Help ESA research key space-based solar power challenges
by Staff Writers
Paris (ESA) Jul 11, 2023
Space-based solar power could provide Earth with clean and reliable energy, 24 hours a day. As part of its SOLARIS initiative, ESA is inviting researchers to help advance our knowledge of key aspects of collecting solar power in space and wirelessly transmitting it to Earth.
Earth’s atmosphere, clouds and day-night cycle significantly reduce the average availability of sunlight, so collecting sunlight in space is much more efficient than doing so on the ground.
Space-based solar power, SBSP for short, would involve the placing of giant solar farm satellites far enough away from Earth that they can receive sunlight 24 hours a day. The power-generating satellites would then beam the collected energy down (using low-intensity radio waves, for example) to strategically placed ground stations connected to the grid or major power users.
The concept is based on existing technological principles and known physics, with no fundamental breakthroughs required. Telecommunication satellites and their ground receivers already contain the necessary core technologies. However, substantial improvements are still needed to allow future space-based solar farms to operate at the scale needed to become economically feasible.
Aside from such engineering problems, there are many open questions around wirelessly transmitting large amounts of energy through the atmosphere. In a new call for ideas on the Open Space Innovation Platform (OSIP), the Preparation element of ESA’s Basic Activities is soliciting ideas for research activities to address challenges linked to space-based solar power.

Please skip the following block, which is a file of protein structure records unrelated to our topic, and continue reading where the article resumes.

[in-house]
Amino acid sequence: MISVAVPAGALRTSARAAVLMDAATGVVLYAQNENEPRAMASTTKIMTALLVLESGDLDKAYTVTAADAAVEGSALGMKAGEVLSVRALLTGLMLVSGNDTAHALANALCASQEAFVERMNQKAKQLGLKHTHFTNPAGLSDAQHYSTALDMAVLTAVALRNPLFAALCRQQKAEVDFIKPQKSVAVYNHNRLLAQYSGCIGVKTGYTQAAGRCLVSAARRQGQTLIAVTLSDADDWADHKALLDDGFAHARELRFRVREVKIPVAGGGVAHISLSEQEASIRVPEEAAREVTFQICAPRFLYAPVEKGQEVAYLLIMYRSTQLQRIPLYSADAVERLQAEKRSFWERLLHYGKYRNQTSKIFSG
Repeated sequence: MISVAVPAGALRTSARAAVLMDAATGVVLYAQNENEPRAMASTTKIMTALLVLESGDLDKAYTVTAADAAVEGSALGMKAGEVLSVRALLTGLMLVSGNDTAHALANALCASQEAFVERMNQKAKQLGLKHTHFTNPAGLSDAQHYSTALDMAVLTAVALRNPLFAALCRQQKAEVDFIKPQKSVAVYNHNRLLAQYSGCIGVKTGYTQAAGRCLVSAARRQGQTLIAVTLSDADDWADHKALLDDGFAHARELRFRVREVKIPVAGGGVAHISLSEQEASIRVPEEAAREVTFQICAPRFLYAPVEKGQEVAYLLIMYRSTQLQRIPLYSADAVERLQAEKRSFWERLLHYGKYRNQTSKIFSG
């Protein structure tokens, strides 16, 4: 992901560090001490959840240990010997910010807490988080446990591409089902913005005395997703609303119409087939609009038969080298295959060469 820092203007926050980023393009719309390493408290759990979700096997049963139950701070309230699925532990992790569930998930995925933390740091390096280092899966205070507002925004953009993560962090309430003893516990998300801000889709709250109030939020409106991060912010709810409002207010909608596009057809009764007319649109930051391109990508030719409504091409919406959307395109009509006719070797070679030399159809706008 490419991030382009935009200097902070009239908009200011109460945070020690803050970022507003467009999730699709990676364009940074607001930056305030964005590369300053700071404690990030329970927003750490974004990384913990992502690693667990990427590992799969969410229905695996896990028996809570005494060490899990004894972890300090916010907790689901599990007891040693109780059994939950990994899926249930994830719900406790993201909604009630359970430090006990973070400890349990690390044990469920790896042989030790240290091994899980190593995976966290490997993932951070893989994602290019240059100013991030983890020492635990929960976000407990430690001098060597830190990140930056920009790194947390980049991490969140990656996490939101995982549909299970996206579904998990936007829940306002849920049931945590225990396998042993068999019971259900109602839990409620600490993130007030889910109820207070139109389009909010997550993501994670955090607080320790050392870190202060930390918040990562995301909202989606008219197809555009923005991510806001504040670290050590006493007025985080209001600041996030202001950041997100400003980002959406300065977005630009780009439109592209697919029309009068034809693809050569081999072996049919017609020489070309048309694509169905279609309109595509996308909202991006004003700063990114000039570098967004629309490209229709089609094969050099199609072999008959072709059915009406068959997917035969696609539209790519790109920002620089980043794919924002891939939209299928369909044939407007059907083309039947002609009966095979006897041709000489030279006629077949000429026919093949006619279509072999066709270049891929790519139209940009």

Key research topics include:
Calling all researchers
“From the very beginning, SOLARIS has been looking to collaborate with the broader community,” says ESA engineer Aidan Cowley, who is leading the hunt for ideas. “The large attendance at the recent SOLARIS Research and Technology Day showed this to be a success. Now it is time to start advancing activities that were outlined and arose from these engagements – this OSIP call is the vehicle through which we drive this forward.”
Any academic or industrial entities with expertise in areas relevant to the proposed research activities are invited to submit an idea through OSIP. “We hope that the visibility that OSIP provides also brings the SOLARIS project to the attention of new actors who are interested in and capable of supporting the research topics,” notes Aidan.
Submit your idea for a research activity by 4 August 2023. If it is novel and suitable for implementation within ESA, you will be invited to mature it into a proposal for a co-sponsored research project that will be subject to a competitive evaluation.
These projects will mark a first step towards ensuring that any future implementation of space-based solar power is safe, compatible with other technology and overall positive for the planet.